He who has an exceedingly fine reputation.[1] And [sc. attested is the feminine] agakleith.[2]
Greek Original:
Agakleitos: ho agan endoxos. kai Agakleitê.
Epic & tragic adjective: LSJ entry at web address 1.
[1] Same glossing, according to Adler, in the Ambrosian Lexicon (130); see also Hesychius s.v. a)ga/kleitoi, and the scholia to Homer, Iliad 3.59.
[2] Homer, Iliad 18.45 (of the Nereid Galateia).
Associated internet address:
Web address 1
Keywords: definition; dialects, grammar, and etymology; epic; ethics; mythology; tragedy
Translated by: William Hutton on 1 April 2001@01:00:32.
Vetted by:
Catharine Roth (added link) on 2 April 2001@10:25:50.
David Whitehead (cosmetics) on 25 April 2002@04:01:01.
Jennifer Benedict (betacoding) on 26 March 2008@00:49:03.
David Whitehead (another note; another keyword; cosmetics) on 27 March 2008@07:33:11.
David Whitehead (augmented notes; another keyword) on 22 December 2011@08:26:00.

Headword: Agalmata
Adler number: alpha,133
Translated headword: delights, ornaments, statues
Vetting Status: high
[Meaning] the likenesses of the gods, and anything that is decorative in some way. Homer [writes]: "but it is stored away as a delight for the king."[1] And Hesiod calls a necklace an "ornament";[2] but Pindar uses this term for the decoration on a tomb,[3] and Euripides uses it for the adornments for corpses.[4]
Also something in which someone takes delight.[5]
Also [sc. a term for] image, wooden statue, delight, beauty, ornament, source of pride, palm leaves,[6] [human] statues, [honorific?] inscriptions.
Paintings and [human] statues are also called agalmata.[7]
agalmation [is] the diminutive form.
Greek Original:
Agalmata: ta tôn theôn mimêmata, kai panta ta kosmou tinos metechonta. Homêros: basilêï de keitai agalma. kai Hêsiodos ton hormon agalma kalei: Pindaros de tên epi taphou stêlên houtô kalei, Euripidês ton epi nekrois kosmon. kai eph' hôi tis agalletai. kai to eidôlon, bretas, charma, kallonê, kosmos, kauchêma, thalloi, andriantes, epigraphai. Agalmata de kai tas graphas kai tous andriantas legousin. Agalmation de hupokoristikôs.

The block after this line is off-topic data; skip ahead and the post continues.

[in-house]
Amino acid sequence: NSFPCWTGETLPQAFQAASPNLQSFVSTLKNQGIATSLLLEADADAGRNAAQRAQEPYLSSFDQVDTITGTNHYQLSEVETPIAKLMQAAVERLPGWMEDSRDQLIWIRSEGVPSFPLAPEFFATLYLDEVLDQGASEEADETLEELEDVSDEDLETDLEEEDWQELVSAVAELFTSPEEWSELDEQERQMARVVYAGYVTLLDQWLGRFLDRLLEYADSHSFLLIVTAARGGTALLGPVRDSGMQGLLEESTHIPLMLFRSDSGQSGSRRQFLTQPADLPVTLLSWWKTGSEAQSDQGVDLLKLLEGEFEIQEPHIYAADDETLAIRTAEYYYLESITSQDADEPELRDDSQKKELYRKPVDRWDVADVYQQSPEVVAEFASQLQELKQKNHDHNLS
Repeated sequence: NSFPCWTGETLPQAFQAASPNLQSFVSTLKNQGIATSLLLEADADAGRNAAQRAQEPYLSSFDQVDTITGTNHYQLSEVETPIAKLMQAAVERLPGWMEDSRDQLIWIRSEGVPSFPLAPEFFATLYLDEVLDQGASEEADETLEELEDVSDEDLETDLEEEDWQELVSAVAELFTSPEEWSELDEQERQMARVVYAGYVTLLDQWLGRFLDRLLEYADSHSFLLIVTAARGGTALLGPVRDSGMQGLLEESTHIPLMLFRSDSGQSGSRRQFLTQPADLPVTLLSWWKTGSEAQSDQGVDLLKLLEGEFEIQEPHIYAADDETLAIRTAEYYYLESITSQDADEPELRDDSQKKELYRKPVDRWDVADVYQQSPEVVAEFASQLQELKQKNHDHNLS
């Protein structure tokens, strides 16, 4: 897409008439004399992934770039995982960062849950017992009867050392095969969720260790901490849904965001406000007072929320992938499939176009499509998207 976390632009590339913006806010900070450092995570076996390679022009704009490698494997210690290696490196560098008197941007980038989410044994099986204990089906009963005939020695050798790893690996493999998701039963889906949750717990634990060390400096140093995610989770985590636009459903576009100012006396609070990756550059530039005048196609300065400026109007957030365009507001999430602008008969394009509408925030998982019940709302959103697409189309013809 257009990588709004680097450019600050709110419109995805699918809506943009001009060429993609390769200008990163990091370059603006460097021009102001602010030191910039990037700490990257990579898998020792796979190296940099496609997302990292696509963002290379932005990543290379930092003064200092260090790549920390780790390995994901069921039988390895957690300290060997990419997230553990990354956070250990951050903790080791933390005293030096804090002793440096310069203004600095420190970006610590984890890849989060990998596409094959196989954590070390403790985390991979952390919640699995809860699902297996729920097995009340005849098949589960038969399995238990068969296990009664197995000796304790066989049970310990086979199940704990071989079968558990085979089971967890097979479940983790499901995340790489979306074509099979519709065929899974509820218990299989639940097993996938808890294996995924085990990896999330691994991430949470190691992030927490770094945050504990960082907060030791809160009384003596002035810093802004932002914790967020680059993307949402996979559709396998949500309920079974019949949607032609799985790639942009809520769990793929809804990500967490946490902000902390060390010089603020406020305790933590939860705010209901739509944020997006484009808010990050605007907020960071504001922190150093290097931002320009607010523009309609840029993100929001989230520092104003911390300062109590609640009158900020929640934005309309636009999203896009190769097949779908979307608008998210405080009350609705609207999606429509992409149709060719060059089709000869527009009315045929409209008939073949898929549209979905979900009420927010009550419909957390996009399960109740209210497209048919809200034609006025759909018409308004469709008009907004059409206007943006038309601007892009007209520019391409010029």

The (neuter) headword is the plural of alpha 131 (and cf. alpha 132). It is perhaps, though not necessarily, quoted from somewhere.
[1] Homer, Iliad 4.144 (web address 1), on an ivory cheek-piece for a horse.
[2] This fragment of Hesiod (142 Merkelbach-West, 233 Rzach) is not known from any other source. It may pertain to the story of Europa in the Catalogue of Women.
[3] Pindar, Nemean Odes 10.125 (67 Bowra): web address 2.
[4] Euripides, Alcestis 613: web address 3.
[5] Already at alpha 131.
[6] Used as prizes for victors in competition.
[7] Same material in Photius (Lexicon alpha92 Theodoridis) and elsewhere; cf. Kassel-Austin, PCG II p.365 (on Antiphanes fr.102).
Associated internet addresses:
Web address 1,
Web address 2,
Web address 3
Keywords: art history; athletics; comedy; definition; dialects, grammar, and etymology; epic; ethics; mythology; poetry; religion; trade and manufacture; tragedy